At Loyola Village School, several boys with rogue or rogue wannabe older brothers or dads started wearing their trousers very low, and to discard their belts. Those in Charge ordained that any boy caught without a belt would be required, humiliatingly, to wear a length of twine instead. Naturally, a length of twine immediately became a coveted badge of honor. I’d never realized before how spectacularly clueless grownups could be, though of course no one used the word clueless in those days.

The problem I had with bicycle-riding was that I’d failed to notice that one’s forward momentum precluded his falling over to either side. It seemed to me that my getting up a good head of steam put me in greater jeopardy of a painful fall, rather than less. My dad got fed up quite quickly with my timidity, adding my fear of his growing anger to my existing terror. And then we stirred in a little guilt. I (that is, a Hughes Aircraft Co. staff artist my dad had enlisted for the job) won a shiny new Schwinn bicycle in the local Thrifimart’s coloring contest. I was sleepless the night before I was to be presented with my prize wondering what I'd do if they asked, "Well, don't you want to take 'er for a little spin?" Not yet nine years old, and already so full of terror and self-loathing it was a wonder I could get into my scrupulously beige jeans.

Of course, it wasn’t just the self-loathing that made me, to my infinite horror, require jeans in a size their manufacturers called…Husky. It was also that my mother derived no pleasure whatever from cooking, and that we filled up each night on sweets. I got a little bit portly, which of course looked more to many of my classmates like obscenely obese. Another brick in the wall!

I did what any self-respecting self-loather would do: injured myself, taking a face-first dive off the infernal shiny new Schwinn one morning after my dad, hopelessly frustrated and seething, threw up his hands and left me alone to learn (or, more likely) fail to learn at my own pace. I knocked out my two front teeth, and came home bloody. How do you like your handsome, hopelessly fucked-up little boy now, Mommy and Daddy?

Thursday, January 8, 2015

Part 31 of Our Pete Townshend Interview

Over the course of my career as a music journalist, I interviewed lots of hotsy-totsy rock stars, most of them quite badly. Around those I admired, I’d be hopelessly tongue-tied, and usually got hopelessly bored within a couple of minutes of sitting down with those in whom I’d no interest.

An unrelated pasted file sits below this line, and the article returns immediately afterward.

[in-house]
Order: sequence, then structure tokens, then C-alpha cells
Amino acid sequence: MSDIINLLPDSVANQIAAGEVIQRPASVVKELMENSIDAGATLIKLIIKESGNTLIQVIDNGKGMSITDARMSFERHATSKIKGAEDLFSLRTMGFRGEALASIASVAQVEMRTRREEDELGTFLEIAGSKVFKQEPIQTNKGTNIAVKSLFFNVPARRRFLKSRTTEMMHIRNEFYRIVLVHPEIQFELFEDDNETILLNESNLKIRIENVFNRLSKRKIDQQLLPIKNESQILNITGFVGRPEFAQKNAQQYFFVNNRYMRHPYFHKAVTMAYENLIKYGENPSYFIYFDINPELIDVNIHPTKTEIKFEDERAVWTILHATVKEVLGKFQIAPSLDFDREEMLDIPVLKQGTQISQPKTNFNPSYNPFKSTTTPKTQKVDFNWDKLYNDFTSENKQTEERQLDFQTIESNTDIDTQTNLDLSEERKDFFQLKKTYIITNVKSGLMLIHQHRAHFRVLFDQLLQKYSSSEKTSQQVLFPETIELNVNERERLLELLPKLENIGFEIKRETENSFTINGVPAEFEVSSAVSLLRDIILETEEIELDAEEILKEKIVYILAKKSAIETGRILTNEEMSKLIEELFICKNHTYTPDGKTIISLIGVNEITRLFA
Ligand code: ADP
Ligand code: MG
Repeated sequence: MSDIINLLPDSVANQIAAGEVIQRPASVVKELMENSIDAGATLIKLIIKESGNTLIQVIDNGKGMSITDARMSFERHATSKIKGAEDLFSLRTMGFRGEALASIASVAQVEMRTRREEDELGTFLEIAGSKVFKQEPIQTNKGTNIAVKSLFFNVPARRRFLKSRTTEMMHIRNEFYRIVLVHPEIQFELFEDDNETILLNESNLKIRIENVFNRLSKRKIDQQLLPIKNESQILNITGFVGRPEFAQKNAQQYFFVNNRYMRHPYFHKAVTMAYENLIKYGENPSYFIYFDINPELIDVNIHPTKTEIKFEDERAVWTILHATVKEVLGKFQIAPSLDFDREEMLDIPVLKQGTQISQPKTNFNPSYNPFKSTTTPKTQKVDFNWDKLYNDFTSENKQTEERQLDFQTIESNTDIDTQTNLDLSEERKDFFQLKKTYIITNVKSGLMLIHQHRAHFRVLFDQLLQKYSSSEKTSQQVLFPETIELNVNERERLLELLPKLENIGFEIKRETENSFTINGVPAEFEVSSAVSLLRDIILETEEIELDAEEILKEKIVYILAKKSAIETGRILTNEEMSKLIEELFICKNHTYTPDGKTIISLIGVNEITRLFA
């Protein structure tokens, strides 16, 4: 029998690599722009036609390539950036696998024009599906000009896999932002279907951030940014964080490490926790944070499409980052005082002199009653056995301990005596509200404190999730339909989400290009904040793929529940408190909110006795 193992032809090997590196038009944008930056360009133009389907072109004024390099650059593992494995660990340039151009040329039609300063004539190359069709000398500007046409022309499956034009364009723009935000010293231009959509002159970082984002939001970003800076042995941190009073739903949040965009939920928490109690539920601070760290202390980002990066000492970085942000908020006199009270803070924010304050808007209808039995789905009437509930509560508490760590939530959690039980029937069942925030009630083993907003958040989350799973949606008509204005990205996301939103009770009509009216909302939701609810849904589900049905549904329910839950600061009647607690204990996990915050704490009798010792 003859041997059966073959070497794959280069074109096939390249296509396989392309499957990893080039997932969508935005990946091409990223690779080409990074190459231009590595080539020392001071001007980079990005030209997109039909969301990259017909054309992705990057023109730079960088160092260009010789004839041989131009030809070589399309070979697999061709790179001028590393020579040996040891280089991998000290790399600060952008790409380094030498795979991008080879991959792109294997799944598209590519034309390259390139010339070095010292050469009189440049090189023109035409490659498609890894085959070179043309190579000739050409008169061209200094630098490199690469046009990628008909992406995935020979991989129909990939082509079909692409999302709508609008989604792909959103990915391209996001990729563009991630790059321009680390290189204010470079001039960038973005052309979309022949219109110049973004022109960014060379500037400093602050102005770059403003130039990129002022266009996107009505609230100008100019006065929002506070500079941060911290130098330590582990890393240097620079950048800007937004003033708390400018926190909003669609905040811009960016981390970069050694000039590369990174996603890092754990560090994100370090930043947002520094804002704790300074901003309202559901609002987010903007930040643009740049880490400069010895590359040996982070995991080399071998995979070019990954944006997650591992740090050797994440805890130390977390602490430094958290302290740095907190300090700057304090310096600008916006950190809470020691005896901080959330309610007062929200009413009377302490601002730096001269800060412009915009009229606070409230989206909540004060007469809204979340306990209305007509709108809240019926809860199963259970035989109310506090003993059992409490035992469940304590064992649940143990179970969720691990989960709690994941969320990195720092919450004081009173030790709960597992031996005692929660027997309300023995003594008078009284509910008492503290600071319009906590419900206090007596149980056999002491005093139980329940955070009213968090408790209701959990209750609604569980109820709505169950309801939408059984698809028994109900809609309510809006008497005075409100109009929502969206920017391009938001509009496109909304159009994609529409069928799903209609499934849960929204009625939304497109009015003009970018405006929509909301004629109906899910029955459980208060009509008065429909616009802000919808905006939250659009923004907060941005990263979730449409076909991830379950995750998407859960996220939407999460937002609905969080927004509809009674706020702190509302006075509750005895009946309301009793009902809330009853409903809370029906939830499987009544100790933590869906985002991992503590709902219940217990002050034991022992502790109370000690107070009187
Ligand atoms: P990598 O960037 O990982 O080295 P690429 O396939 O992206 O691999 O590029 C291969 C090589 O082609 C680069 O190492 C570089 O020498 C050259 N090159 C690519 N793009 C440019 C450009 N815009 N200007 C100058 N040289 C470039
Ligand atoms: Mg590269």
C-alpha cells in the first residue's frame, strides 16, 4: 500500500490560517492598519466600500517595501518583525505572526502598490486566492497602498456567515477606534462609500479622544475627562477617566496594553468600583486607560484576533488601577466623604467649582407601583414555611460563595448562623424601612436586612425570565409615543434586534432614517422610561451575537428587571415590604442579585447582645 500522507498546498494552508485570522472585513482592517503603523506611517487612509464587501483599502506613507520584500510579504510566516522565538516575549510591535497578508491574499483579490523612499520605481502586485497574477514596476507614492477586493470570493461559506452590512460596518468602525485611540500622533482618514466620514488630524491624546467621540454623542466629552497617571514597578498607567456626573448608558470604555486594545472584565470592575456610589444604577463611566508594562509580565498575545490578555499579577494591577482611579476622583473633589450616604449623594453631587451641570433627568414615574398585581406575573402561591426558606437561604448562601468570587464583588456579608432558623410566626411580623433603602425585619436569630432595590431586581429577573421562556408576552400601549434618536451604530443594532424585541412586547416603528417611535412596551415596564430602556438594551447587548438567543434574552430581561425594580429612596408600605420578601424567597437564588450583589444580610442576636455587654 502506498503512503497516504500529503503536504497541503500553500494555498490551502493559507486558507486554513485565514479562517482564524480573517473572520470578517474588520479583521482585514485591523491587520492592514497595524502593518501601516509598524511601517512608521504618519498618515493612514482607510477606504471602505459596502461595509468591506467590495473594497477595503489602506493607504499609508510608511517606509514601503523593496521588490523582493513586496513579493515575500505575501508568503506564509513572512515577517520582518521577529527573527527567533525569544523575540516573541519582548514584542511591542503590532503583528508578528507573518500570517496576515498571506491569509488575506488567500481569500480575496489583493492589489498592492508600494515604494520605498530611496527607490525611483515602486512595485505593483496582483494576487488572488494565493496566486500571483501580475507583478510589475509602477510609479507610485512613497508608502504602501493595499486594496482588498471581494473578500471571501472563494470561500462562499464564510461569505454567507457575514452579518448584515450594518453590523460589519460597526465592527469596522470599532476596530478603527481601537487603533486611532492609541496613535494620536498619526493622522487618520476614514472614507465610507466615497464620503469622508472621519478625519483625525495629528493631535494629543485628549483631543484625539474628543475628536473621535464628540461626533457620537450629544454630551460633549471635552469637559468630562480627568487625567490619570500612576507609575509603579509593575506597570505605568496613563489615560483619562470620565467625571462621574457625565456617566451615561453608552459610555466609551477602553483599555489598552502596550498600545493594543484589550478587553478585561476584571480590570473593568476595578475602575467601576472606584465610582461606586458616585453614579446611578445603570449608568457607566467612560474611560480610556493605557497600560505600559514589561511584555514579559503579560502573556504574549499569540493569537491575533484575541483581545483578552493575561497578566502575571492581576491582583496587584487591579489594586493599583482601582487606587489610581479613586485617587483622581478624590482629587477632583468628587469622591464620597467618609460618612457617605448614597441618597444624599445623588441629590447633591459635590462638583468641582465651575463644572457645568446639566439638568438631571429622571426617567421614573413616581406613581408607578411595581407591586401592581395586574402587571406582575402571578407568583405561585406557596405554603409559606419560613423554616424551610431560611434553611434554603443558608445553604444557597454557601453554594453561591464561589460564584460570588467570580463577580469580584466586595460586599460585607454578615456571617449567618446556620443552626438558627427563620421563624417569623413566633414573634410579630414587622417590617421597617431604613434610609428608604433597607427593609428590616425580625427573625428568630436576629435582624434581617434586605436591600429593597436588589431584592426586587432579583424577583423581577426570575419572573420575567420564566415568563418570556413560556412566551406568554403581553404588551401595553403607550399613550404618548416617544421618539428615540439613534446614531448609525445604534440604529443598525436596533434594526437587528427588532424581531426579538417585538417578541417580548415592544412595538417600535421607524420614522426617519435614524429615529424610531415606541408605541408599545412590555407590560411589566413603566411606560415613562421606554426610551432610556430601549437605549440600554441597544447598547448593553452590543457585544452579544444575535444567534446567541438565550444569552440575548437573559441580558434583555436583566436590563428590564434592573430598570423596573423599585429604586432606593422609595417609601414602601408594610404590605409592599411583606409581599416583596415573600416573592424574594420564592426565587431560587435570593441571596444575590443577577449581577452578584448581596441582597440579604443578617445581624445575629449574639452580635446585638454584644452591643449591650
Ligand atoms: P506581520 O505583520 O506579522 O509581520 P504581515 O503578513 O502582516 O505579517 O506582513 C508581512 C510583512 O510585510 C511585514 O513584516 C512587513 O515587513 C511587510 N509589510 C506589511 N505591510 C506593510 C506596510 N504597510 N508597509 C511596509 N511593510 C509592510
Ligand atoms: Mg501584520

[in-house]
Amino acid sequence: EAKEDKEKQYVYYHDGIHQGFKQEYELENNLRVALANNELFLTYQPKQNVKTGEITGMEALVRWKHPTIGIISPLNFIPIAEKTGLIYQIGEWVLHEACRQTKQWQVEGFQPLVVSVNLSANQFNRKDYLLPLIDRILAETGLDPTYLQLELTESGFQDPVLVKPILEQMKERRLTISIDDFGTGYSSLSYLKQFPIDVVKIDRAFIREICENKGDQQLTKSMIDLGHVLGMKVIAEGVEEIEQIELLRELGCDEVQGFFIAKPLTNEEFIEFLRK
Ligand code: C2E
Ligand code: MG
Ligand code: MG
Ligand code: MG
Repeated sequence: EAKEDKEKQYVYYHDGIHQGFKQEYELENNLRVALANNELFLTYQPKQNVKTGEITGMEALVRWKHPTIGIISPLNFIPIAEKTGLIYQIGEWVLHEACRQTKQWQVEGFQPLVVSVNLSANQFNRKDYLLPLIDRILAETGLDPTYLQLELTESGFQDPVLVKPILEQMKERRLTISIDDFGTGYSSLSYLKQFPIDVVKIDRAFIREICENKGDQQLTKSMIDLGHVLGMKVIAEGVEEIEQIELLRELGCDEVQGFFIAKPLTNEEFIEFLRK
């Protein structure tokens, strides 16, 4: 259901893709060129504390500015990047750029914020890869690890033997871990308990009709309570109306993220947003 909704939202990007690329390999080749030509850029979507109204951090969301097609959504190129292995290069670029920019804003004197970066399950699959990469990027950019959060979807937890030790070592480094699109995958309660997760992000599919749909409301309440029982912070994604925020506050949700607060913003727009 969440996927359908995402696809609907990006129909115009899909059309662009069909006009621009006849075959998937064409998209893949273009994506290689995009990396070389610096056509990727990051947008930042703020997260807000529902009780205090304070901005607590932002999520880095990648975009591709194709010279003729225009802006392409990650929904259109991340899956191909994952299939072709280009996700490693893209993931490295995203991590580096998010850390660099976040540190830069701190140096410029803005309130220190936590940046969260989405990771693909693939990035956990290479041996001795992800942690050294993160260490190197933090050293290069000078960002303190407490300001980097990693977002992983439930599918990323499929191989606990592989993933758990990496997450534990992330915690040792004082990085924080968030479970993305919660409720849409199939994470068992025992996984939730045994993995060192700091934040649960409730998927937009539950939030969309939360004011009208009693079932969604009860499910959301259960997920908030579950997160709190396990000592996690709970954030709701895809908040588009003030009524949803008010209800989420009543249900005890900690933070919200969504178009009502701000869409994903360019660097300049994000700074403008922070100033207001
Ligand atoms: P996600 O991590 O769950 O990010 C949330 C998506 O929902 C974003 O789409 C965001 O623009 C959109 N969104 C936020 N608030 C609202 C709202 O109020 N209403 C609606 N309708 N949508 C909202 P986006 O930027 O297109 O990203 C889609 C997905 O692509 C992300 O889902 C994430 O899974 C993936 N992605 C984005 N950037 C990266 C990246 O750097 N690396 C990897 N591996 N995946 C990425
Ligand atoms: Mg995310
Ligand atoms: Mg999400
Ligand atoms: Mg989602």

Early in my career, I spent an awkward half-hour making small talk with Jethro Tull’s not-very-distinguished guitarist Martin Barre in his underwear (that is, he was wearing his BVDs, and I my own frilly nylon panties, the idea for which I’d gotten from The Kinks) waiting for Ian Anderson, the true object of my affection, to materialize. When he did, he turned out to be pretty irascible. I complimented him on his multicolored leather patchwork jacket, and lamented that garments of such stylishness were unavailable in the USA. He’d bought it in Minneapolis.

I interviewed Mick Jagger at his rented home in Bel-Air about an album I hadn’t heard, and would later wish I'd continued not to have heard. He was charming and patient. Realizing, after a while, that I was too in aw of him to pose an interesting question, he switched on the TV and we passed an enjoyable hour watching a terrible Western interrupted every 45 seconds by the colorful local automobile huckster Cal Worthington, whose dog Spot was a tiger.

In the 80s, while writing for the fervently irreverent Creem, I took to provoking my conversational partners. My first question to Pat Benatar was what she liked most about being abnormally short. Her publicist crawled back out of her rectum long enough to give me a very dirty look. I asked Queen’s drummer if he wasn’t embarrassed by Freddie Mercury’s harlequin leotards, or by Queen’s sounding vocally like a men's glee club. After a while, he realized I wasn’t going to ask him anything not intended to antagonize him, but remained a good sport until I told him I needed to take some photographs. As I was about to click the shutter, he stuck his tongue out, and then suggested I vacate the premises. I was pleased to oblige, as there are few groups I’ve ever detested as fervently as Queen.